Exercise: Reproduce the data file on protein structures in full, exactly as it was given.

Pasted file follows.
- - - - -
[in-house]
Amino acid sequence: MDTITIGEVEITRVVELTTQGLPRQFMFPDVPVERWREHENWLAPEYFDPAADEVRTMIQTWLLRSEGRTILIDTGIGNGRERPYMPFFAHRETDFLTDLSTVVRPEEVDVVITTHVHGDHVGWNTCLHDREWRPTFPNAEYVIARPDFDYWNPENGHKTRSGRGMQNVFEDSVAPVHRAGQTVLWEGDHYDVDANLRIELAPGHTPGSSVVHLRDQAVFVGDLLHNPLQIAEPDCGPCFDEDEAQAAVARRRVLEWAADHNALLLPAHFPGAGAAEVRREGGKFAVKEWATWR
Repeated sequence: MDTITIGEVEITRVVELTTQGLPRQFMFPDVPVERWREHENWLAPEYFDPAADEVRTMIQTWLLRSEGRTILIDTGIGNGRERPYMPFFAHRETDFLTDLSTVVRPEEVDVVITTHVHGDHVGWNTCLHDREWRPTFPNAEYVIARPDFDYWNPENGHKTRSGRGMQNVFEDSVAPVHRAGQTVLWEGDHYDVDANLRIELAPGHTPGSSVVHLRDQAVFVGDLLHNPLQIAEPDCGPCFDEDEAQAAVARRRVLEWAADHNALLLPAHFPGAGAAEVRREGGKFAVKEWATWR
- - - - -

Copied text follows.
[in-house]
Amino acid sequence: MDTITIGEVEITRVVELTTQGLPRQFMFPDVPVERWREHENWLAPEYFDPAADEVRTMIQTWLLRSEGRTILIDTGIGNGRERPYMPFFAHRETDFLTDLSTVVRPEEVDVVITTHVHGDHVGWNTCLHDREWRPTFPNAEYVIARPDFDYWNPENGHKTRSGRGMQNVFEDSVAPVHRAGQTVLWEGDHYDVDANLRIELAPGHTPGSSVVHLRDQAVFVGDLLHNPLQIAEPDCGPCFDEDEAQAAVARRRVLEWAADHNALLLPAHFPGAGAAEVRREGGKFAVKEWATWR
Repeated sequence: MDTITIGEVEITRVVELTTQGLPRQFMFPDVPVERWREHENWLAPEYFDPAADEVRTMIQTWLLRSEGRTILIDTGIGNGRERPYMPFFAHRETDFLTDLSTVVRPEEVDVVITTHVHGDHVGWNTCLHDREWRPTFPNAEYVIARPDFDYWNPENGHKTRSGRGMQNVFEDSVAPVHRAGQTVLWEGDHYDVDANLRIELAPGHTPGSSVVHLRDQAVFVGDLLHNPLQIAEPDCGPCFDEDEAQAAVARRRVLEWAADHNALLLPAHFPGAGAAEVRREGGKFAVKEWATWR